By Chioma Obinna

Lagos—The Lagos State Government yesterday advised the public to maintain adequate personal and environmental hygiene to prevent relapse of the Ebola Virus Disease (EVD).

A file photo taken on June 28, 2014 shows a member of Doctors Without Borders (MSF) putting on protective gear at the isolation ward of the Donka Hospital in Conakry, where people infected with the Ebola virus are being treated. Guinea announced on August 9, 2014 it was closing its land borders with Liberia, Sierra Leone over Ebola fears.    AFP PHOTO

Dr Modele Osunkiyesi, the Permanent Secretary, state Ministry of Health, gave the advice in a statement in Lagos.

Osunkiyesi said that this became imperative in view of reported cases of the resurgence of EVD in some neighbouring West African countries like Liberia and Sierra Leone.

She said that the state government, in collaboration with the Federal Ministry of Health and other stakeholders, were maintaining relevant surveillance through the Port Health Services and community surveillance activities in all local government areas.

She said that the state government had started outlining strategies to prevent the re-entry of the disease after being certified free of Ebola on Oct. 20, 2014, by the World Health Organisation.

According to her, prevention of Ebola is a shared responsibility by all citizens.

“Although, there has not been any reported case of EVD in the state or the country, there is need for residents to take responsibility for their health.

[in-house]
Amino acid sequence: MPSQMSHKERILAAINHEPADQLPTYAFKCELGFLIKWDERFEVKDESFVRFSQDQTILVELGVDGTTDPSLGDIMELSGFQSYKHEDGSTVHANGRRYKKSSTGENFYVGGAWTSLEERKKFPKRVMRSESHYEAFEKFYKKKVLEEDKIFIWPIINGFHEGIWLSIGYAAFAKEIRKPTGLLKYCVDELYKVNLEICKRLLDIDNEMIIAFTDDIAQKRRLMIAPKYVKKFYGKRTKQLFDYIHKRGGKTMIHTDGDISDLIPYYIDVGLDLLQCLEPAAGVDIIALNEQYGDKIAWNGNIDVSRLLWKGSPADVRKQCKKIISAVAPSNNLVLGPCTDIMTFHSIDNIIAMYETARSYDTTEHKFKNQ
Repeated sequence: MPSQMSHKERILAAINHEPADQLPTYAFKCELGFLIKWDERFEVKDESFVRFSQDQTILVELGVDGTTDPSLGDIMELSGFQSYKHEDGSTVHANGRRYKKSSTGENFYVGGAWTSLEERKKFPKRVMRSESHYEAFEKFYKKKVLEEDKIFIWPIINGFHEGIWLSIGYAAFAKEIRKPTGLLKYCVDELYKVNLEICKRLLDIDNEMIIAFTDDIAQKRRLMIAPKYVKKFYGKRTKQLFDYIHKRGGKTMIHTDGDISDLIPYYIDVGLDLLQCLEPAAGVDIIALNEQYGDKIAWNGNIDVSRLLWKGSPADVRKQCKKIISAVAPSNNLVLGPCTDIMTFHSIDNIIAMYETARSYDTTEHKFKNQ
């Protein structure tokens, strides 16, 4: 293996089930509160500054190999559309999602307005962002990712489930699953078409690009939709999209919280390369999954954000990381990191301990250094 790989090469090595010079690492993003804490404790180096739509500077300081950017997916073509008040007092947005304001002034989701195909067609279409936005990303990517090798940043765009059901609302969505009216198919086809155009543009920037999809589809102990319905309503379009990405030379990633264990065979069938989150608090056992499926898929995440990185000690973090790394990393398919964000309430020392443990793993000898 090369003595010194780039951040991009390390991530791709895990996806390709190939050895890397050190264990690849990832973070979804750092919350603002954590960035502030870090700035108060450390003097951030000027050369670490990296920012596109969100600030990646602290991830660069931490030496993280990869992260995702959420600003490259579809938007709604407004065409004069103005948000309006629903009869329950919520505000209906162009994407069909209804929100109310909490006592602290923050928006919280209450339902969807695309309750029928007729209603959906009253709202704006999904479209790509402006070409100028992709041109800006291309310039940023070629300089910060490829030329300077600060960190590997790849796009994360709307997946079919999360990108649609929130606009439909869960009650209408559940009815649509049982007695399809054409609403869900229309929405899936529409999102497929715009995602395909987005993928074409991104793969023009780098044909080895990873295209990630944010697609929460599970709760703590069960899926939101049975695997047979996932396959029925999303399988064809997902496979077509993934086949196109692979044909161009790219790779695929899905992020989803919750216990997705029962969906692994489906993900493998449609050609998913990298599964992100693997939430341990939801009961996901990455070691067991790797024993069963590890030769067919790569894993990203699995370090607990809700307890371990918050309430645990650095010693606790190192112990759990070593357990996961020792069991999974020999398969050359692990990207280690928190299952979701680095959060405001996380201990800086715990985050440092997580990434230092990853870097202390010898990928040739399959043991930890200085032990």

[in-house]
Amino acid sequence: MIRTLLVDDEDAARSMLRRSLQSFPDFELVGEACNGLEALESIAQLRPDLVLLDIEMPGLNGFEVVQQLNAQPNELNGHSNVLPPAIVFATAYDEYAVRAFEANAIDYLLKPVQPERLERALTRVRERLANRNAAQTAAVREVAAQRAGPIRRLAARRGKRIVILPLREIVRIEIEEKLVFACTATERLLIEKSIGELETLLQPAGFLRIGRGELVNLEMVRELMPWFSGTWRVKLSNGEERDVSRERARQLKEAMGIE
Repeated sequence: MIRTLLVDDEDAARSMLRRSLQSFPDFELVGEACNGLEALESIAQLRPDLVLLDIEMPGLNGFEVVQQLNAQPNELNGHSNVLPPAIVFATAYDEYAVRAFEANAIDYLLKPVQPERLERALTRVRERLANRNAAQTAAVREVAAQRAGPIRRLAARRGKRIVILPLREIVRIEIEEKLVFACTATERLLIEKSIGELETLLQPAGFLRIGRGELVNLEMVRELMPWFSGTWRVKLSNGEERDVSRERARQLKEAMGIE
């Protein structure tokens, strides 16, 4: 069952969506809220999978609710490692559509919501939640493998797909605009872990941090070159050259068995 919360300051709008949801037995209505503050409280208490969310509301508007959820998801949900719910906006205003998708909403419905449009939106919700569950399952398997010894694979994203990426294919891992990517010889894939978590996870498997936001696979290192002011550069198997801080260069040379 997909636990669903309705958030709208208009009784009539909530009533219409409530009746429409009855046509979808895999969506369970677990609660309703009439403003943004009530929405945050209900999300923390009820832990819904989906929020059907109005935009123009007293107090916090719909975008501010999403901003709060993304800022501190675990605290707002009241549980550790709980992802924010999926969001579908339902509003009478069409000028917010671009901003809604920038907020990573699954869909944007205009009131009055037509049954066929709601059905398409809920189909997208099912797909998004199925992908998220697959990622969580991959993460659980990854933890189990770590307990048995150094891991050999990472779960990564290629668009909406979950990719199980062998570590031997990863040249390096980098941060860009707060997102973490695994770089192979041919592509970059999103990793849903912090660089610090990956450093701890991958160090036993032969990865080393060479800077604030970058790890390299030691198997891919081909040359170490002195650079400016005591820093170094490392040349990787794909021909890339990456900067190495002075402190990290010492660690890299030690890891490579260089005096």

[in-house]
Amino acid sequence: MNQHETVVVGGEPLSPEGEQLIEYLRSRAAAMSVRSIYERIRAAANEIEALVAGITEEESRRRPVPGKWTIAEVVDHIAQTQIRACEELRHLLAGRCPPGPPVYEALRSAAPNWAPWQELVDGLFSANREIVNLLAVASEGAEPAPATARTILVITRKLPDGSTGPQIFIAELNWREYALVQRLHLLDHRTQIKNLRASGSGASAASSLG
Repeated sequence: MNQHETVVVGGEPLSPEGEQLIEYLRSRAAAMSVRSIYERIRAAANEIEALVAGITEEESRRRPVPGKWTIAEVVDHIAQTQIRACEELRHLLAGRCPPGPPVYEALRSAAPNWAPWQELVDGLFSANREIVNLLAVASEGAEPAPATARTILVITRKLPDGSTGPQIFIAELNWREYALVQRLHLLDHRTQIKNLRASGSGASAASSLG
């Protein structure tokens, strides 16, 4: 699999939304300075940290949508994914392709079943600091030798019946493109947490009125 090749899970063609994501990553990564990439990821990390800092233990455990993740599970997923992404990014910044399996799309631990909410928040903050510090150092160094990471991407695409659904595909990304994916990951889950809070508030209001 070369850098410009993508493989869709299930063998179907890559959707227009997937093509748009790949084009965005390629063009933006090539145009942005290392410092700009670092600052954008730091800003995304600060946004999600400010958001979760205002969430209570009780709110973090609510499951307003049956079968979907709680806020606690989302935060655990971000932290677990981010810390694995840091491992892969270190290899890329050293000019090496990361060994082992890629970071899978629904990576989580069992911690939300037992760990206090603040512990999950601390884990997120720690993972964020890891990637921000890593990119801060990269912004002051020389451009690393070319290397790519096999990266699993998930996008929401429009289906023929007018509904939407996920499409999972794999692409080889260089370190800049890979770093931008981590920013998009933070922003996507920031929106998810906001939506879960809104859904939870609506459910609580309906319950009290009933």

“Observe the highest possible standards of personal and environmental hygiene through regular washing of hands with soap and running water.

“Avoiding close contact with people who are sick, ensuring that objects used by the sick are decontaminated and properly disposed and avoid touching or washing of dead bodies if not trained to do so,” she said.

Osunkiyesi said that EVD could be spread through close contact with the blood, body fluids, organs and tissues of infected animals.

She said that EVD could also spread through direct contact with the blood, body fluids and tissues of infected persons as well as handling sick or dead infected animals like monkeys and bats.

“Early symptoms of EVD include fever, headache, chills, diarrhoea, nausea, vomiting, sore throat, backache and arthritis, while later symptoms include bleeding from the eyes, ears, nose, mouth and rectum.

“Also, swelling of the eyes, genitals and rashes all over the body that often contains blood. It could progress to coma, shock and death,” she said.

Osunkiyesi said that there was no specific treatment for EVD, but infected persons would be admitted into the hospital for specialised care and treated in isolation.

“There is need to be vigilant and ensure adequate hygiene. Lagosians are advised to remain calm as the government remains committed to protecting your health.

“Health workers are also enjoined to keep observing the universal safety precautions when dealing with patients,” Osunkiyesi advised.


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